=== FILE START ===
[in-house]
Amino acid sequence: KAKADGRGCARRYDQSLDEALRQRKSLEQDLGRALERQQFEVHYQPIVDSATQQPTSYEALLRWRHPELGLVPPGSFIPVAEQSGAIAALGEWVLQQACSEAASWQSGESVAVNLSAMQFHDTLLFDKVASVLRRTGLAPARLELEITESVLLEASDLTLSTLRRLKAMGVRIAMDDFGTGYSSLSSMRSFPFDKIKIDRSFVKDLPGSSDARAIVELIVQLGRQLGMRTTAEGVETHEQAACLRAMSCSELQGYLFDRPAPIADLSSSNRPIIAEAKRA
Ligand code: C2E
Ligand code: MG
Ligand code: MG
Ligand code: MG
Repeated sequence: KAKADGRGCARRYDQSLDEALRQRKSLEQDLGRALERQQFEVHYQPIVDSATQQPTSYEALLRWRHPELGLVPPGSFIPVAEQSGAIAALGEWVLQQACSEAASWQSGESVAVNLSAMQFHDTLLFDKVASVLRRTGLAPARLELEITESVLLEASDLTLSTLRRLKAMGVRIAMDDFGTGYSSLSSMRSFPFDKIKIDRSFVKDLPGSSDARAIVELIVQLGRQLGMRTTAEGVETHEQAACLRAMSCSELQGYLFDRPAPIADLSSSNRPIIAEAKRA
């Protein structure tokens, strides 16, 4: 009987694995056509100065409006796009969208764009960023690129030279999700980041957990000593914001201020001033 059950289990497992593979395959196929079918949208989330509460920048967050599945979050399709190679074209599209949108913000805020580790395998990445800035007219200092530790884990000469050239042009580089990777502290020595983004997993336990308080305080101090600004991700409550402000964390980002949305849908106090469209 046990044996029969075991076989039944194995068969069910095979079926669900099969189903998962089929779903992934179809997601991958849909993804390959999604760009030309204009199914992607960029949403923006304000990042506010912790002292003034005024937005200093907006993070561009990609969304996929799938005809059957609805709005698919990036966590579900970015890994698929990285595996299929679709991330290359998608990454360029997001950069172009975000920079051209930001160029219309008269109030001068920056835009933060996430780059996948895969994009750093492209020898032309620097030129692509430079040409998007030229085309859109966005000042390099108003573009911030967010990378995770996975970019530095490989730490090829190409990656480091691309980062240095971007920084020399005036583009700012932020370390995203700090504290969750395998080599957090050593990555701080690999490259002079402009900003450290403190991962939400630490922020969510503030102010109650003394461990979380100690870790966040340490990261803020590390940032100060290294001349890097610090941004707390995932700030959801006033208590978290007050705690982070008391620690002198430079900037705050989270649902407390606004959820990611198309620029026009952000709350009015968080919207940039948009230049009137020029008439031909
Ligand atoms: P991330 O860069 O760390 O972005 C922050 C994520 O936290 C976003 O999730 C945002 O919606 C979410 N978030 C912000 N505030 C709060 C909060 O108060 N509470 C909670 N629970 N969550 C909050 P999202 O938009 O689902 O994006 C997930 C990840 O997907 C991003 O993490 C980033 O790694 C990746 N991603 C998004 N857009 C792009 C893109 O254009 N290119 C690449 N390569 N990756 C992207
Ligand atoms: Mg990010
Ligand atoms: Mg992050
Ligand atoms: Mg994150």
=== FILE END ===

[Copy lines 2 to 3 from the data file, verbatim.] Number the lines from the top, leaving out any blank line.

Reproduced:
Amino acid sequence: KAKADGRGCARRYDQSLDEALRQRKSLEQDLGRALERQQFEVHYQPIVDSATQQPTSYEALLRWRHPELGLVPPGSFIPVAEQSGAIAALGEWVLQQACSEAASWQSGESVAVNLSAMQFHDTLLFDKVASVLRRTGLAPARLELEITESVLLEASDLTLSTLRRLKAMGVRIAMDDFGTGYSSLSSMRSFPFDKIKIDRSFVKDLPGSSDARAIVELIVQLGRQLGMRTTAEGVETHEQAACLRAMSCSELQGYLFDRPAPIADLSSSNRPIIAEAKRA
Ligand code: C2E